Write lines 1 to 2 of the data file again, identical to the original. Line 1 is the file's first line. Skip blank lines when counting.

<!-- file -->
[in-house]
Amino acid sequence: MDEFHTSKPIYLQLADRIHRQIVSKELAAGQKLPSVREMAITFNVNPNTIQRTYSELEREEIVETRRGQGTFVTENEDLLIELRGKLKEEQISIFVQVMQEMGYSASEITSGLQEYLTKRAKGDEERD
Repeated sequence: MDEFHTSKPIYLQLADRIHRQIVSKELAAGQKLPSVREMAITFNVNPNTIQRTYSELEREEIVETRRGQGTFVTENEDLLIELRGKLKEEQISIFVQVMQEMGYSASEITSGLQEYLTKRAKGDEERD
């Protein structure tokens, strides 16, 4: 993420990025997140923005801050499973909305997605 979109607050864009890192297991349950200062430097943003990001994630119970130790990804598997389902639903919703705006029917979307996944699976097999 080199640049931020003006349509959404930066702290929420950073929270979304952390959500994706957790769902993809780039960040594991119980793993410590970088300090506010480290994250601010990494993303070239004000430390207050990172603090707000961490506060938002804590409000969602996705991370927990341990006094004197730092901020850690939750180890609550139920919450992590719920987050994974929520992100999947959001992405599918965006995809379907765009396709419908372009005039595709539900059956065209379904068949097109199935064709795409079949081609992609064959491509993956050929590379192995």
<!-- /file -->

[in-house]
Amino acid sequence: MDEFHTSKPIYLQLADRIHRQIVSKELAAGQKLPSVREMAITFNVNPNTIQRTYSELEREEIVETRRGQGTFVTENEDLLIELRGKLKEEQISIFVQVMQEMGYSASEITSGLQEYLTKRAKGDEERD